In the case of education, technology can be seen as taking an uncomfortable place in the classroom because it is perceived as challenging the traditional role of teachers as a source of knowledge. Naturally there is pushback from teachers about the change but should they really worry? I think not, because technology should rarely be the focus of a lesson but rather be used as a resource to enrich the curriculum. The biggest problem teachers will have to overcome is educating themselves in new technology, something that schools and organisations should be focusing on supporting.

Teachers don’t need to go it alone though. Don’t forget that they have a class of brilliant minds to learn from. For example if learning how to make a slideshow on a tablet, a great way to break down the barrier is to show the class how to make one slide and transition onto another, then have the class show you how to make the second slide and transition onto the next slide. You could then share the document you started as a group to be continued from that point. Group learning is a great educational tool; highlight questions, seek answers and don’t be afraid to learn from the class. Teachers are role models and therefore need to show a willingness to learn at every opportunity.

Enterprise Education
One way to teach the skills for this new information age is through school projects that create tangible results. These not only build confidence and communication skills but also allow students to see the impact of their information in a real way. Project based learning has had its potential unlocked by the revolution in technology; you only need look at the plethora of resources for teachers and students available to see that it is once again changing the educational playing field. When developing enterprise skills, technology really unlocks the potential of a project in terms of outcomes, growth and scale. Research can be more in depth (experts can be approached directly), wider audiences can be reached (over the web through a class blog) and projects can run for much longer time periods (digital archives can be refined by each class progressively).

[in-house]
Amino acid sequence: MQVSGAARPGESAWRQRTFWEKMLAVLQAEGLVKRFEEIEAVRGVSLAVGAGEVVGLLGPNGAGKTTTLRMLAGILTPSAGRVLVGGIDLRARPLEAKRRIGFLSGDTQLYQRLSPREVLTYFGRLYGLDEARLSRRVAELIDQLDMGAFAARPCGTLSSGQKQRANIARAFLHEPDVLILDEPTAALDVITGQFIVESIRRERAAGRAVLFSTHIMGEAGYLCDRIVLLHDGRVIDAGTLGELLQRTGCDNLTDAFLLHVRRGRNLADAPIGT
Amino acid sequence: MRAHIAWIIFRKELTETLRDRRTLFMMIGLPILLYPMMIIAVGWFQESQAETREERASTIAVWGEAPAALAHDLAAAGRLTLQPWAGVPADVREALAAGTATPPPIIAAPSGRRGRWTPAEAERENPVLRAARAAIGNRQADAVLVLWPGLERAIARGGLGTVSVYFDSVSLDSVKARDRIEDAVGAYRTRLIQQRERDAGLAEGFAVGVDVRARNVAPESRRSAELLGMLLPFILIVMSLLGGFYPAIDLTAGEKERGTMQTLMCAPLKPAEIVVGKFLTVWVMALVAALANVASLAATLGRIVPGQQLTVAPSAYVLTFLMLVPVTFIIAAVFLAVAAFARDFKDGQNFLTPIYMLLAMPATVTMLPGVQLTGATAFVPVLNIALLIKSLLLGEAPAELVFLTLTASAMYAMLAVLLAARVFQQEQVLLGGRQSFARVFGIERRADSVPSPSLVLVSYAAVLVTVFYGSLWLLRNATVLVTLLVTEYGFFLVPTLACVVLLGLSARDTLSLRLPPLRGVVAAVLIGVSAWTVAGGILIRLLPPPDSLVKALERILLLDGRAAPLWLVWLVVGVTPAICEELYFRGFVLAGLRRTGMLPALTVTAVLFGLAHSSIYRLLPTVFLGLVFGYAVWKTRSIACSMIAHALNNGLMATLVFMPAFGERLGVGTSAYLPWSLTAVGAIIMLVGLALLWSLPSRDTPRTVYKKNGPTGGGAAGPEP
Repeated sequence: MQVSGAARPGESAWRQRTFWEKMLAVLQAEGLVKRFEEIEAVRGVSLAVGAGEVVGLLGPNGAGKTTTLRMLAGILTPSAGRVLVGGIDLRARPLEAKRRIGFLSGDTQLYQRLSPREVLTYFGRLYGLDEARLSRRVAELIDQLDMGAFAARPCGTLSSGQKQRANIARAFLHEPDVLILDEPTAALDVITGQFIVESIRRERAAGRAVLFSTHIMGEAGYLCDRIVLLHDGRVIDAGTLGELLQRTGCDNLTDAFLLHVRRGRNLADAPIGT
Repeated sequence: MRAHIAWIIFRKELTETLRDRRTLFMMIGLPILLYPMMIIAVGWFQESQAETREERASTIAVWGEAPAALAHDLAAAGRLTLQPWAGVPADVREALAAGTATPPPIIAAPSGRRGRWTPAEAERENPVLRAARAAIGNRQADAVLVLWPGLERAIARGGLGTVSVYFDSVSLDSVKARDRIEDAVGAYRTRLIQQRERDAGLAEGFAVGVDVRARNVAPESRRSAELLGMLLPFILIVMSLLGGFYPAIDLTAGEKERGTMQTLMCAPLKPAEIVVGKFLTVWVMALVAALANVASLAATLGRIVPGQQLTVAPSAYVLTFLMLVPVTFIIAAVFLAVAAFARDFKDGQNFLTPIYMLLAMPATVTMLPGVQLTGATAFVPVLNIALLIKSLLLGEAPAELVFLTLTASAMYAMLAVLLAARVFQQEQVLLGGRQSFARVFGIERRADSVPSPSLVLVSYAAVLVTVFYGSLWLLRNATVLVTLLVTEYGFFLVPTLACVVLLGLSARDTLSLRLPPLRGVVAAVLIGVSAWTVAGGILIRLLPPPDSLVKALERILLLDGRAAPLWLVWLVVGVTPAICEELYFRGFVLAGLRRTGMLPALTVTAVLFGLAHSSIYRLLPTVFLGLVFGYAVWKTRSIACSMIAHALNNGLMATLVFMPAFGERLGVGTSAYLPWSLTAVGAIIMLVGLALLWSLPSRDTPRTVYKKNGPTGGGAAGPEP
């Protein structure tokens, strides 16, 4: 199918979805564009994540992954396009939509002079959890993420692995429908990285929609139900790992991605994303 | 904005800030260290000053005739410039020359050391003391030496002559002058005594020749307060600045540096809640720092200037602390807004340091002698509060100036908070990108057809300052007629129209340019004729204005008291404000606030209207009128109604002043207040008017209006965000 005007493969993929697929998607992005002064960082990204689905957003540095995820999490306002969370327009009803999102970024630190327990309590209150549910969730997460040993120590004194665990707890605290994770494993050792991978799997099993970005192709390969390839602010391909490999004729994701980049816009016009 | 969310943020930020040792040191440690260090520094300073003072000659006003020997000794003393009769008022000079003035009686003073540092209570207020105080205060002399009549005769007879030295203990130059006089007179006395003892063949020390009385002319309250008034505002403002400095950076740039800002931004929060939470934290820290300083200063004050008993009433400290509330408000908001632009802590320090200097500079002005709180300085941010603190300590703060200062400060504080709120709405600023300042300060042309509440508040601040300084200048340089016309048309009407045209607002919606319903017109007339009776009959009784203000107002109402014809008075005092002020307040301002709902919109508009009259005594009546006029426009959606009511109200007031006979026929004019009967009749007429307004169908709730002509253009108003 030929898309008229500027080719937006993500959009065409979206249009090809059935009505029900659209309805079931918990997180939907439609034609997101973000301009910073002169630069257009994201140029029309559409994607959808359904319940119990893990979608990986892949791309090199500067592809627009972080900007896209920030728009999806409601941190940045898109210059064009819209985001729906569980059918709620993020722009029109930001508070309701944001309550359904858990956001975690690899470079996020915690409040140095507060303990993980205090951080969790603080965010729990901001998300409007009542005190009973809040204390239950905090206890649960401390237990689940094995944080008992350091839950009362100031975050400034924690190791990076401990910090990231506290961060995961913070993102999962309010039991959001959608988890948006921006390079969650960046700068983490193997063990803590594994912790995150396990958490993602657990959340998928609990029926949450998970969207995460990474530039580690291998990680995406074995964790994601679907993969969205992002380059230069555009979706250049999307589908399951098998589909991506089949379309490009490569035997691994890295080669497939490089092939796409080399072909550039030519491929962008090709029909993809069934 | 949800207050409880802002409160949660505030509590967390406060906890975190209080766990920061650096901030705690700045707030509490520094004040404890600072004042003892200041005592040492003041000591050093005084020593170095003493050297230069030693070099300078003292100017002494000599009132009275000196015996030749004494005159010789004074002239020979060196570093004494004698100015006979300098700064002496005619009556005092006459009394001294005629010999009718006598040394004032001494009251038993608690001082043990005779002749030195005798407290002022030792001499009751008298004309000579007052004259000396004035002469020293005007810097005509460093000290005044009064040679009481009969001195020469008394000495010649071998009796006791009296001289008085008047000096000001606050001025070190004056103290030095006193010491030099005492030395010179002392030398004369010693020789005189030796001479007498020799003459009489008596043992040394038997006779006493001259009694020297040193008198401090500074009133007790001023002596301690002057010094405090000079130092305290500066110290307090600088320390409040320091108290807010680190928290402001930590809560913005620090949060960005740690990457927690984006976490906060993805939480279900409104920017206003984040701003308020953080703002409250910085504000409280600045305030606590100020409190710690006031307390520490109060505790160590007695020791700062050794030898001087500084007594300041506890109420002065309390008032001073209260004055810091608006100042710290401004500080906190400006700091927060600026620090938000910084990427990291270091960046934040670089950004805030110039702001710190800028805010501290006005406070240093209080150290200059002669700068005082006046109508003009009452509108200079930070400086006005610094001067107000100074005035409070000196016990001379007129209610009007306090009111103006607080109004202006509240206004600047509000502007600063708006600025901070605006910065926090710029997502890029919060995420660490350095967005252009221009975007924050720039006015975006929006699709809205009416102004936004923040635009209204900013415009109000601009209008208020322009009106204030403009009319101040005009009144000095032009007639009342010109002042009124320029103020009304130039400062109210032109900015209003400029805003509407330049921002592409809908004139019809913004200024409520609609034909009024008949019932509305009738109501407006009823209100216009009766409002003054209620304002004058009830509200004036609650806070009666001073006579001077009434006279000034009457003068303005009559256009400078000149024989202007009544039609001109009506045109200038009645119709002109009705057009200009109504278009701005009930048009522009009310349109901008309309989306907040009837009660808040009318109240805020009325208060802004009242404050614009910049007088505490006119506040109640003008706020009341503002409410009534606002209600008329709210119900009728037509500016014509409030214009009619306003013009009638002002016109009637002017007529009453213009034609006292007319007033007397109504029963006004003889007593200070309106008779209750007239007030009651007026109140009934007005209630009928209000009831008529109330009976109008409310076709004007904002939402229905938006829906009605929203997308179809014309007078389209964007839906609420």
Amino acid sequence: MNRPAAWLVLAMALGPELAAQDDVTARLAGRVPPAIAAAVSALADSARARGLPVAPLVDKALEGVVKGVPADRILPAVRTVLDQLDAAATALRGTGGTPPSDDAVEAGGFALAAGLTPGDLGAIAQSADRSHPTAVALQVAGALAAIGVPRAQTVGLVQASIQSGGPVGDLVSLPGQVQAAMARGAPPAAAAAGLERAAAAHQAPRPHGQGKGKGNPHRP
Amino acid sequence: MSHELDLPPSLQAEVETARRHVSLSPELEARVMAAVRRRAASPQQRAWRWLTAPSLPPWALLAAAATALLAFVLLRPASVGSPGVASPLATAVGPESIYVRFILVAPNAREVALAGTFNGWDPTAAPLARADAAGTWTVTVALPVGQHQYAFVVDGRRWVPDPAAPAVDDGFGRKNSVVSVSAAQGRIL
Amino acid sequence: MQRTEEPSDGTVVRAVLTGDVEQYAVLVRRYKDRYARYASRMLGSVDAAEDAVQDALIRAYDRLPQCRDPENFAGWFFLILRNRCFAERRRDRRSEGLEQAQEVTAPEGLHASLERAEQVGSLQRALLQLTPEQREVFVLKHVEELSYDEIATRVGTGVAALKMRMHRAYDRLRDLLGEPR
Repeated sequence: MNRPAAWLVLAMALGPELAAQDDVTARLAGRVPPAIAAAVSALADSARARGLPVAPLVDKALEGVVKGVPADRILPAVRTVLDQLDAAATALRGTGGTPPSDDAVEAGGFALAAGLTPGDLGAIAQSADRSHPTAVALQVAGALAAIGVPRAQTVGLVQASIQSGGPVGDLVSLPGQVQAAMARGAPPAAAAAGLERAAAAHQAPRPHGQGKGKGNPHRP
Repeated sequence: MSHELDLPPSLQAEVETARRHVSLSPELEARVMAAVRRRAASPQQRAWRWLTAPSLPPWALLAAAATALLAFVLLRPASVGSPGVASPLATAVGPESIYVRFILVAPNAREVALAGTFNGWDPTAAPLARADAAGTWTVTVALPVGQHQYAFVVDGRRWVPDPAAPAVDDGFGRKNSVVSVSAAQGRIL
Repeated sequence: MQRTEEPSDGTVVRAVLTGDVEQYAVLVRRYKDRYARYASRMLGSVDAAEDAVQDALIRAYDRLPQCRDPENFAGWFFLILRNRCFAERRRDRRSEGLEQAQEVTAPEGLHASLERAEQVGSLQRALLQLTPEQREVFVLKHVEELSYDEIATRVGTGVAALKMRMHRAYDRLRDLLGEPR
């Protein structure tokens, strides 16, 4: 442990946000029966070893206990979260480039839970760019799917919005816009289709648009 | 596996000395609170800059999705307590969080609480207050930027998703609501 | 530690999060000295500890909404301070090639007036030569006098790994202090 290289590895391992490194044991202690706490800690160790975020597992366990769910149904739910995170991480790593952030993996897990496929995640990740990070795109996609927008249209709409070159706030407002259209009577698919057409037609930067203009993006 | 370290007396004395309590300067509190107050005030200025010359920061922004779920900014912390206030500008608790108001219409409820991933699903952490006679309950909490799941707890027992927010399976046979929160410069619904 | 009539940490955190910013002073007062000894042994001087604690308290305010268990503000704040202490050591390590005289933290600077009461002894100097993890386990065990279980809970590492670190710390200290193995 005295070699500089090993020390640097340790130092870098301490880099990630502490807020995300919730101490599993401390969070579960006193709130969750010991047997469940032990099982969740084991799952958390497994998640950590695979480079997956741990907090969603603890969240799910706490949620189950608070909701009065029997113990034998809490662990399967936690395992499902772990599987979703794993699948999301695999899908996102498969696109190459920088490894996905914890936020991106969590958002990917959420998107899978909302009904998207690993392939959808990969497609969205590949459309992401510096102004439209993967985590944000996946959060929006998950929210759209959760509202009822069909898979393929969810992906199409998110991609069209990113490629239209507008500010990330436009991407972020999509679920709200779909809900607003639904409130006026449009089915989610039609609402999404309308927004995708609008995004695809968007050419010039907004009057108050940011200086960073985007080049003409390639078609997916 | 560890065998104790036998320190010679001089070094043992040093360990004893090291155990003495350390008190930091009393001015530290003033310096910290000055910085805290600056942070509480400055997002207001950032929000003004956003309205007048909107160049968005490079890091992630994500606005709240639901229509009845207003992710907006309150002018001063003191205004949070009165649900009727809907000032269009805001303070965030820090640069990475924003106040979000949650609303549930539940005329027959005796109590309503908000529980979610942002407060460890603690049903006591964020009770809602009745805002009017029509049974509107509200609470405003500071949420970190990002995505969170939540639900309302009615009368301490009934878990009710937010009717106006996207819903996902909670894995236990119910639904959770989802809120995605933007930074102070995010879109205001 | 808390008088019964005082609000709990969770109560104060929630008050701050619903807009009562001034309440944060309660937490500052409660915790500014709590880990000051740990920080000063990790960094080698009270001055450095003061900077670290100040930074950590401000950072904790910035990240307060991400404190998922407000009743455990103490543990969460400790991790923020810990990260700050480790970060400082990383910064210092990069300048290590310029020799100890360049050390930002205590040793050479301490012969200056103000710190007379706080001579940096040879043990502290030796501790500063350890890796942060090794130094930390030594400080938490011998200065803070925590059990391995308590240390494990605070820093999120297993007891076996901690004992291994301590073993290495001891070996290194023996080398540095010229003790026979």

Enabling Enterprise has been running an iPad based programme at Highgate School, where teachers are using the iPads across the curriculum to make subjects such as literacy interactive by recording performance poetry and reviewing themselves as a class. The tools available to students mean that they are better able to continue with the classwork without waiting for validation from a teacher, using peer review systems and checking their results with online resources. Teachers have found that this increases students’ enthusiasm and note that they are more willing and eager to engage with the lesson materials. The result is that students start to steer their own learning experience and by sharing their findings build a richer and more nuanced education for themselves.

Now, hasn’t that been the goal of teachers all along?